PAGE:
Every year CAA honours people who have made significant contributions to the profession of audiology. We invite you to help us identify deserving candidates by submitting nominations for consideration.
Following are a selection of interesting news items from our field. This section will be updated on a continuous basis so check back often in between issues, to see what is new.
The program for the 33rd World Congress of Audiology has been updated with topics for Round Tables and Feature Sessions. CAA co-hosts WCA 2016, which takes place September 18-22, 2016 in beautiful Vancouver, BC. Visit the WCA 2016 website for more details.
In the largest US clinical trial of its kind researchers found that transcranial magnetic stimulation significantly improved tinnitus symptoms for more than half of study participants.
Conventional wisdom has long blamed age-related hearing loss almost entirely on the death of sensory hair cells in the inner ear, but research from neuroscientists has provided new information about the workings of nerve cells that suggests otherwise.
Are wind farms harmful to humans? This controversial topic makes emotions run high. To give the debate more objectivity, an international team of experts dealt with the fundamentals of hearing in the lower limit range of the audible frequency range (i.e., infrasound), but also in the upper limit range (i.e., ultrasound).
Screening method can reduce false-positive hearing results, reducing need for extensive followup tests, family stress, researchers say. In their study, audiologists used high-frequency tympanometry to test middle-ear function in 31 infants between the ages of one week and six months.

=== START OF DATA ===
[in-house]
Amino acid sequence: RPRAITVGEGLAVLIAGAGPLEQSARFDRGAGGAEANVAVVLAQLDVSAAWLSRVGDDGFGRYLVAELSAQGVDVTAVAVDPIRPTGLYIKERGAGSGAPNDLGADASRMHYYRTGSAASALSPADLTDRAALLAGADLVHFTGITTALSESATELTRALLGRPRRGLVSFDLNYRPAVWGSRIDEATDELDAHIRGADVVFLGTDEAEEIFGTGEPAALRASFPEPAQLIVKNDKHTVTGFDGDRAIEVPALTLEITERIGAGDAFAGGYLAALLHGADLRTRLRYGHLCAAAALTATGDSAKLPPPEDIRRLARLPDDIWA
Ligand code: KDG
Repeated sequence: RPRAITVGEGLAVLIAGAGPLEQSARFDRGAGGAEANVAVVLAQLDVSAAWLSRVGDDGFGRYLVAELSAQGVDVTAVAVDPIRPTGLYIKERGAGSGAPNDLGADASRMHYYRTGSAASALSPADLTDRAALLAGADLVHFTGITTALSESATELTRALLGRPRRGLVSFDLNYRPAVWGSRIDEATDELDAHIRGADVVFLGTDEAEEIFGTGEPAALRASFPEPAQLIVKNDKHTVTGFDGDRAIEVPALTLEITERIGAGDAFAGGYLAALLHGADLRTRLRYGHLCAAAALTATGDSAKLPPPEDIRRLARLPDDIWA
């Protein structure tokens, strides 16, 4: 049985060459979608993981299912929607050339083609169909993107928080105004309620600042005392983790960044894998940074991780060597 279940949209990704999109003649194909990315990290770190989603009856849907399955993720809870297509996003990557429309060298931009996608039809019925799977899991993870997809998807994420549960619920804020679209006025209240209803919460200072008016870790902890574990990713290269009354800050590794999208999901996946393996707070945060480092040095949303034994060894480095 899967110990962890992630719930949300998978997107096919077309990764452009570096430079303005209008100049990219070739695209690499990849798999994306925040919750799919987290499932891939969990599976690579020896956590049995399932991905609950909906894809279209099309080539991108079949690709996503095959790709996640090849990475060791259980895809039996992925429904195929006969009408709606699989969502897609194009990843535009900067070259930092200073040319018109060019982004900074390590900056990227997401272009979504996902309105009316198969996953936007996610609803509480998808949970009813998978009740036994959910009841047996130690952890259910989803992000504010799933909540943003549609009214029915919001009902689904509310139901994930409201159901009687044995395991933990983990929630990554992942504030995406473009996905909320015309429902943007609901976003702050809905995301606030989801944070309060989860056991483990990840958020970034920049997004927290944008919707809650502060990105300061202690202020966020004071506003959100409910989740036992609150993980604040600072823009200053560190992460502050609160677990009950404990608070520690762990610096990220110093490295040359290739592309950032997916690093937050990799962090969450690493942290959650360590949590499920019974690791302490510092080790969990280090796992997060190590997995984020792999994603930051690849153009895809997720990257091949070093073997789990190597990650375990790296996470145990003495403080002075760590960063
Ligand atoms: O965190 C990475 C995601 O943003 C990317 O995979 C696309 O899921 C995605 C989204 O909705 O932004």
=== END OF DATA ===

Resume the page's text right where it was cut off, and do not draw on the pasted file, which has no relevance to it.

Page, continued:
Researchers at Yale University School of Medicine conducted a retrospective analysis and found that workers with a history of tinnitus in conjunction with high-frequency hearing loss are more likely to be injured.
Using gene therapy, researchers have restored hearing in mice with a genetic form of deafness. More than 70 different genes are known to cause deafness when mutated. The scientists focused on a gene called TMC1 because it is a common cause of genetic deafness, accounting for 4 to 8 percent of cases, and encodes a protein that plays a central role in hearing, helping convert sound into electrical signals that travel to the brain.
Epilepsy and tinnitus are both caused by overly excitable nerve cells. Healthy nerves have a built-in system that slams on the brakes when they get too excited. The 'brakes' are actually potassium channels that regulate nerve signals. A new drug may treat both conditions by selectively opening potassium channels in the brain.
Auditory melodies can enhance a musician's visual awareness of written music, particularly when the two match, a new experiment shows. That is the conclusion of the latest scientific experiment designed to puzzle out how the brain creates an apparently seamless view of the external world based on the information it receives from the eyes.